Cutting the amount of red and processed meat we eat in half could lower the number of new diabetes, heart disease and cancer cases in Britain by thousands each year.
Researchers from Cambridge University estimate that a reduction in men's daily meat consumption - from an average of 91g to 53g - would result in a 12 per cent fall in cases of type 2 diabetes and bowel cancer, as well as a 10 per cent decline in coronary heart disease rates.
Among women, the team, from the university's Institute of Public Health, calculated that cutting daily intake of these types of from the current average of about 54g to 30g would lead to women's rates of bowel cancer, type 2 diabetes and heart disease dropping by 8 per cent, 7.5 per cent and around 6 per cent respectively.
The Cambridge University study, published in the journal BMJ Open, is the latest in a long line to highlight the health benefits of eating less red meat, which is high in fat and calories .
Earlier this year, US researchers claimed that people who eat an 85g serving of red meat each day are 18 per cent more likely to die from heart disease and have a 10 per cent increased risk of cancer-related death.
Furthermore, the study also highlights the potential benefit lower meat consumption could have on the environment, with the team's calculations showing that almost halving intake of red meat would reduce Britain's greenhouse gas emissions by 3 per cent.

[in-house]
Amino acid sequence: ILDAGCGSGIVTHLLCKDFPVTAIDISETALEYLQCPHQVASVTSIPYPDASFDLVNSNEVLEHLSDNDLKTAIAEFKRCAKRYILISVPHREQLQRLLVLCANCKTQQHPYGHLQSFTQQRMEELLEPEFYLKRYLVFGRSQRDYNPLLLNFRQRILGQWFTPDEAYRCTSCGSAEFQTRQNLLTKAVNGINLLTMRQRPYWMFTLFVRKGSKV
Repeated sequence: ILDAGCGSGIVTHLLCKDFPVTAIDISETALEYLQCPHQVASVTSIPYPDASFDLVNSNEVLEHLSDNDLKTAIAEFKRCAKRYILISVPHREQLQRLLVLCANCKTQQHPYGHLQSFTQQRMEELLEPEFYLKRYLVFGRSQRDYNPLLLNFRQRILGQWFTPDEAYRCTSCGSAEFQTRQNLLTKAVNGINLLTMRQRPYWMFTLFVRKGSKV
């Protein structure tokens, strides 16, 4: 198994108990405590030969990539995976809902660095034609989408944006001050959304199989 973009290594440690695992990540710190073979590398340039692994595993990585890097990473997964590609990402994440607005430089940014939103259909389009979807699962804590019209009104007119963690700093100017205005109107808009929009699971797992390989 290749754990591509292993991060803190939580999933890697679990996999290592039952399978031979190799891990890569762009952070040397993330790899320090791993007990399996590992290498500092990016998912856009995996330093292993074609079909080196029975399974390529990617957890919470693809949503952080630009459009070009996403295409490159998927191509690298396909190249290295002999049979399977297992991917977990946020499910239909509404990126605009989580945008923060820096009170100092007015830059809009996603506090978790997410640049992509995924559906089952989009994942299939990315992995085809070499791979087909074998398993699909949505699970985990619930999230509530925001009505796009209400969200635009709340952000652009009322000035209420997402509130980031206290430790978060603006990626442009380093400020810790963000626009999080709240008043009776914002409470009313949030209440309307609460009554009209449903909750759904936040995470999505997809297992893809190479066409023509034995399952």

"Dietary recommendations should no longer be based on direct health effects alone," the authors said.
Reducing red meat intake could slash type 2 diabetes rates
Wed, 12 Sep 2012
Your comments may be moderated. Please report any spam, illegal, offensive or libellous posts.
Also related to this storyBMI calculator
Diabetes guides and information
Signs and symptoms of diabetes
Living with diabetes
Diabetes food and diet
Diabetes and fitness
Diabetes management tools
Real life diabetic stories
Diabetic online community
Diabetes in India
Type 2 diabetes
Cancer and diabetes
Heart disease and diabetes
Fat and diabetes
Cholesterol and diabetes
Blood sugar levels
High blood pressure
Study identifies 10 new genetic links to type 2 diabetes
Weight training lowers type 2 diabetes risk in men
Traffic light food labelling can help in fight against type 2 diabetes
Curry spice compound could combat type 2 diabetes
Chronic skin disease linked to greater type 2 diabetes risk
Cheese could cut risk of type 2 diabetes
Type 2 diabetes diagnosis hard to accept
Adults over 40 should be checked for type 2 diabetes
Cannabis could be used in fight against obesity and type 2 diabetes
Novel hormone could lead to new preventative treatments for type 2 diabetes
Fast food eaters face higher risk of type 2 diabetes and heart disease
New drug shows promise for treatment of type 2 diabetes
New type 2 diabetes drug from Janssen submitted for European Approval
Night shift working could bring on type 2 diabetes
Lifestyle change can reduce type 2 diabetes incidence by nearly 60 percent
Type 2 diabetes drug dapagliflozin reduces blood sugar in study
New type 2 diabetes drug approved in the US
Metformin recommended as first drug of choice for type 2 diabetes